Mobile Augmented Reality to Influence Design and Constructability Review Sessions

Suleiman Alsafouri, Steven K. Ayer

Research output: Contribution to journalArticlepeer-review

28 Scopus citations


In modern construction projects, architects, engineers, contractors, and owners who are actively involved in projects use different methods of visualization, such as building information modeling (BIM), physical mock-ups, virtual reality (VR), and augmented reality (AR), to support the conceptualizations, representations, and final appearances of their design ideas. These approaches can support design visualization for decision making before final construction. However, unlike BIM visualization where users can only interact with a virtual environment and physical mock-ups where the interaction is only with physical design components, AR can merge physical conditions with computer-generated visual information. This may aid professionals in the architecture, engineering, and construction (AEC) industries during design and constructability review sessions. This research studied the use of AR through a structured design review activity involving current industry practitioners in design and constructability review sessions and tested whether the combined virtual-physical nature of AR facilitates the same actions and outcomes suggested by prior work that used virtual reality-based mock-ups or physical mock-ups. In addition, this study identified and analyzed various actions such as decision making, problem solving, and design alternatives that occur as users interact with AR on different mobile computers. This analysis provides an understanding of how different mobile computers, such as wearables and handheld devices showing the same technical AR environment, can lead to different actions among users. This research found that AR can facilitate some of the actions of virtual reality and physical mock-ups in design and constructability review sessions, including decision making, design alternatives, and descriptive, explanative, and problem-solving actions. In addition, different mobile computers led to different observed actions during the design review sessions. For example, handheld devices between 15.24 cm (6 in.) and 25.5 cm (10 in.) enabled more decision-making actions than any other device tested. As additional testing is completed, future findings may be compared with those presented in this work to determine the actions that are consistently seen with AR in design and constructability review sessions. Eventually, this may provide a valuable tool to allow future researchers and practitioners to strategically plan for AR technology use based on what specific human actions are desirable for a given application.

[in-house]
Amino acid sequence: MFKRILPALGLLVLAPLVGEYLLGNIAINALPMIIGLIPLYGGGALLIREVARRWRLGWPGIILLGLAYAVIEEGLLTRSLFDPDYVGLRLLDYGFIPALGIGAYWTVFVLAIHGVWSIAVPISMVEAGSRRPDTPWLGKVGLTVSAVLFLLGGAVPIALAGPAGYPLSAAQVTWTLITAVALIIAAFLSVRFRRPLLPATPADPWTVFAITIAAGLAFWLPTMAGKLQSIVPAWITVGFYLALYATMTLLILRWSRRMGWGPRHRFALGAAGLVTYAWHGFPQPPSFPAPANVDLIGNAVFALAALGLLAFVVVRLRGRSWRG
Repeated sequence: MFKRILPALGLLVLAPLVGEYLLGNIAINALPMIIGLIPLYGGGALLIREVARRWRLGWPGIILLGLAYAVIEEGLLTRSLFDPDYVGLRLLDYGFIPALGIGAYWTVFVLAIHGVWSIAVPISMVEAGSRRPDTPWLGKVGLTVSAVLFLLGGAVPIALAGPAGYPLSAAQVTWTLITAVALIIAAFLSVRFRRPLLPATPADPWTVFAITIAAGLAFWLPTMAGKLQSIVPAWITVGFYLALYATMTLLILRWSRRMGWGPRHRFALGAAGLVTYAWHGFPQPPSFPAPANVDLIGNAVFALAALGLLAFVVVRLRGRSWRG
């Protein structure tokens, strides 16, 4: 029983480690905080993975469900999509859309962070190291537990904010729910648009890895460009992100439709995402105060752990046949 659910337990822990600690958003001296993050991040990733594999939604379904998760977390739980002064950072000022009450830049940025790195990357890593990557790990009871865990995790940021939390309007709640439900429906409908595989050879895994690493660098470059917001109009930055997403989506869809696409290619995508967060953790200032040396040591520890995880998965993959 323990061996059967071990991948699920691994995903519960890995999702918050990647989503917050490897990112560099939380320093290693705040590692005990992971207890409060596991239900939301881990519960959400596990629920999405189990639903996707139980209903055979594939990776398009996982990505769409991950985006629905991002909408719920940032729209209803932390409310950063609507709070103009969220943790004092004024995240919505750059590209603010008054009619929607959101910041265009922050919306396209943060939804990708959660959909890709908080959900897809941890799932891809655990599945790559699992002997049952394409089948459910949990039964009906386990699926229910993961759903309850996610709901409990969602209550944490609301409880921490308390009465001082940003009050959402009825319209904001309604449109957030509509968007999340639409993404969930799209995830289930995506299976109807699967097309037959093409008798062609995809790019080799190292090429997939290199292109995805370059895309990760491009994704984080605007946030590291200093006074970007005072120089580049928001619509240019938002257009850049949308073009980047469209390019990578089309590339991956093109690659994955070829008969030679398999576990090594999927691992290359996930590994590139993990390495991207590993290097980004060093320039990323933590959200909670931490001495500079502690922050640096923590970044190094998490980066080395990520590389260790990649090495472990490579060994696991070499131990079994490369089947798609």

Original languageEnglish (US)
Article number04019016
JournalJournal of Architectural Engineering
Issue number3
StatePublished - Sep 1 2019


  • Augmented reality
  • Building information modeling
  • Design and constructability review
  • Mobile computers

ASJC Scopus subject areas

  • Architecture
  • Civil and Structural Engineering
  • Building and Construction
  • Visual Arts and Performing Arts


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